The quality of the mold is most critical to the RTM process. The surface finish and dimensional control are in the products of the mold. In other words, the time and money spent to make high quality molds will yield high quality parts.

When selecting an RTM resin system for design, the first step is to clearly define the performance conditions. Some of the performance criteria includes the range of operating temperatures, thermal cycles, and mechanical properties. To ensure the proper resin selection, the resin properties must be evaluated based on the performance conditions. A wide variety of RTM resin systems is available for use in the present invention, along with many others that are in the development stage. Some of the generic RTM resin systems that can be used include: epoxy resin systems; cyanate ester resin systems; vinyl ester resin systems, phenolic resin systems, polyester resin systems, and bismaleimide resin systems.

The list of resin characteristics serves as the base to define the resin transfer process parameters. Resins that are conducive to the RTM process demonstrate low viscosity (ideally 500 cps or less), extended pot life, low volatile content, and low exothermic temperatures with a semi-rapid gel time.

RTM resin systems are available in different formulations such as one-part or two-part systems. Cleanup operations of non-cross-linked formulations require solvents. Therefore, solvent cleanup should be considered when selecting an RTM resin system, although appropriate pumping equipment can store, load, and pump many of these resin systems directly from their shipping containers and require minimal solvent cleanup. Solvents are discouraged because they increase both worker exposure and hazardous waste disposal.

There are several types of RTM resin delivery systems available on the commercial market that can be employed in the present invention. The pump mechanism can be powered with one or a combination of pneumatic, hydraulic, or gear drive systems. The resin injection operation is key to successfully carrying out the process. Better results have been experienced using positive displacement pumps. A positive displacement pump is preferred when the configuration of the part is large or complex. This type of pump provides constant pressure and continuous resin flow. At the same time, these systems provide the means to control and optimize the injection cycle.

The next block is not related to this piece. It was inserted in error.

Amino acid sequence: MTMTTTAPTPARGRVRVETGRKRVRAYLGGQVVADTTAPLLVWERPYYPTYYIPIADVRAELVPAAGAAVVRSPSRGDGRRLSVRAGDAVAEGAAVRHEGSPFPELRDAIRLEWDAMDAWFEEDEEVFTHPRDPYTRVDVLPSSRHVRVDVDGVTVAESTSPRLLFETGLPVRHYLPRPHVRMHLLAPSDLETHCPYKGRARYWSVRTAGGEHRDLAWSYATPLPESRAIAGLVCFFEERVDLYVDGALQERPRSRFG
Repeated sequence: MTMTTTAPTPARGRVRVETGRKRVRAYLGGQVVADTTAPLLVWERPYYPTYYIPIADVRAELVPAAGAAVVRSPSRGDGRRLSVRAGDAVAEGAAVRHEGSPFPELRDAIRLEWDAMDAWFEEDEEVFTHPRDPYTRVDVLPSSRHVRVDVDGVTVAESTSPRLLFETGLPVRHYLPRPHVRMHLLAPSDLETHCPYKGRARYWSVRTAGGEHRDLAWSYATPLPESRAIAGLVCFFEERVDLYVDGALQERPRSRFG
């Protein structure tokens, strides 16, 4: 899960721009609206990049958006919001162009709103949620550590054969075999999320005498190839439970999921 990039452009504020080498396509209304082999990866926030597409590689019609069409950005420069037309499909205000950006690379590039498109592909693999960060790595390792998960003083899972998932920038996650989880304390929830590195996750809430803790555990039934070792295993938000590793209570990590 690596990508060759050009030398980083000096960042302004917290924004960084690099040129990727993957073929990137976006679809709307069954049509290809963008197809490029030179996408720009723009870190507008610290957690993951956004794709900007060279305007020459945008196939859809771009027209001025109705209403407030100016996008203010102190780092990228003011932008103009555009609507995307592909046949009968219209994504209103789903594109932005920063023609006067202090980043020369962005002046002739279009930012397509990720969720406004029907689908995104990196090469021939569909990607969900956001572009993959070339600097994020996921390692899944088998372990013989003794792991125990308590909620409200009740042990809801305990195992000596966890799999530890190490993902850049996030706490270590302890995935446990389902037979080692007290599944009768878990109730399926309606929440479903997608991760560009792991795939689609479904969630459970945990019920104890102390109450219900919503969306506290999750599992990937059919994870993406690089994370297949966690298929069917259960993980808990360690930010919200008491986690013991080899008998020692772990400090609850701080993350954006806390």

The most elementary pumping system is a pneumatic pressure pot. This type of system has produced many successful parts with RTM. However, it is limited by the degree of control over the rate and pressures of the resin flow front. On the other hand, advanced resin delivery systems provide positive displacement combined with computer control features controlling critical variables of the resin injection operation that are otherwise operator sensitive.

The type of resin being used is important when selecting a resin delivery system. Many of the delivery systems offer an array of options that the user must evaluate. For example, the generic differences between a two-part and a one-part resin system can illustrate this. A two-part resin involves a pump with features that offer metering, mixing, and delivering. A one-part system does not require mixing, so the pump is used for delivery only.

Many resin delivery systems offer enhanced features that improve the process such as an ability both to maintain a predetermined hydrostatic resin pressure and to adjust and display the temperature for viscosity control as well as for resin flow rate and volume control. These systems are generally simple to set up and operate, and are easy to clean and maintain.

Because there are many variables that influence the RTM process, the following are some preferred guidelines to the RTM process: (1) fiber loading for structural applications at 55-65% by weight; (2) hard vacuum assistance provides better resin flow for complete ply wet out; (3) resin viscosity less than 500 cps allows lower injection pressure; (4) preconsolidated preform is complete, ready for mold loading; (5) mold is integrally heated to reduce cycle time and mold handling; (6) resin is previously degassed to minimize porosity and void content; (7) hydrostatic pressure is held after resin injection to lower porosity content; and, (8) injection pressure is less than 100 psi to allow a slow-moving flow front with minimal fiber distortion.